Dapper Alan Duncan brings an air of the beau monde to the House. His brilliant cuffs and coiffure are dashingly out of place on a shadow Leader of the House. Harriet remarked on the watch given him, she said, by the Sultan of Brunei. And he returned the compliment by calling her a "gentle flower of the aristocracy". She protested, he twinkled. The House looked on indulgently. I suppressed a gulp of nausea.
John Bercow looked piqued, I thought, that his cosy relationship with the Leader of the House had been interrupted. He made an unhappy intervention arguing that MPs' second home mortgage interest and second home house furnishings should be equally paid by the taxpayer because many MPs hadn't been able "to inherit" their furniture. But it's rude to ask what John did in the class war (he was on the other side).
Let's not waste cynicism. It's a scarce resource and urgently needed elsewhere in the story.
On Wednesday, the PM had apparently made a climb down on MPs' expenses during PMQs. I didn't notice it. His words hadn't seemed to mean anything more or less than usual, I assumed they didn't mean anything at all. But in the huddle at the back of the gallery, I hear that spokespersons "clarified" his remark.
Yes, the PM and Harriet had originally wanted to exempt MPs' expenses from the Freedom of Information Act – but a formidable internet campaign had mobilised opinion against the idea. Gordon was snapping sharply into action, seizing back the title of Labour's Ditherer-in-Chief.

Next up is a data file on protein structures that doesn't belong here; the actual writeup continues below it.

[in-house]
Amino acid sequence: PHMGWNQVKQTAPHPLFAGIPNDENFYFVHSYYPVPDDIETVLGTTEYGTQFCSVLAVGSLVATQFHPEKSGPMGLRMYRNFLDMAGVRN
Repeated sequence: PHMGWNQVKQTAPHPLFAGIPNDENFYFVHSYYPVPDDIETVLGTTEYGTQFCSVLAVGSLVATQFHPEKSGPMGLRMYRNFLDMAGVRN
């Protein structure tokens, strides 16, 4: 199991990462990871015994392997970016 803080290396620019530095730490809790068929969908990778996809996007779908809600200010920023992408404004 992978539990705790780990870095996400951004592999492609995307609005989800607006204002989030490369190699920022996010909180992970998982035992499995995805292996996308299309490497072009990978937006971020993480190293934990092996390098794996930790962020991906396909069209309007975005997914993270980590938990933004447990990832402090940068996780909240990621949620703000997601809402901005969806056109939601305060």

The three-line whip to vote for opacity was turned into a four-line box to do the opposite. They are going to publish their receipts for the past five years (at a cost of £2m) but Harriet revealed (at the third time of asking) that she might very well have another go at keeping them back at some later date.
Gordon Prentice asked the only other awkward question – what about the capital gain on these London houses the taxpayer has bought? Or paid for? Married MP couples can get £800,000 worth of mortgage interest paid by the taxpayer. Should that public money be allowed to remain as private profit?
Alan Duncan laughed the question away. He had made a well-received witticism at Simon Hughes' expense and he had been lured into crossing the thin line that separates vanity from pomposity. Maybe he'll be able to find his way back.Reuse content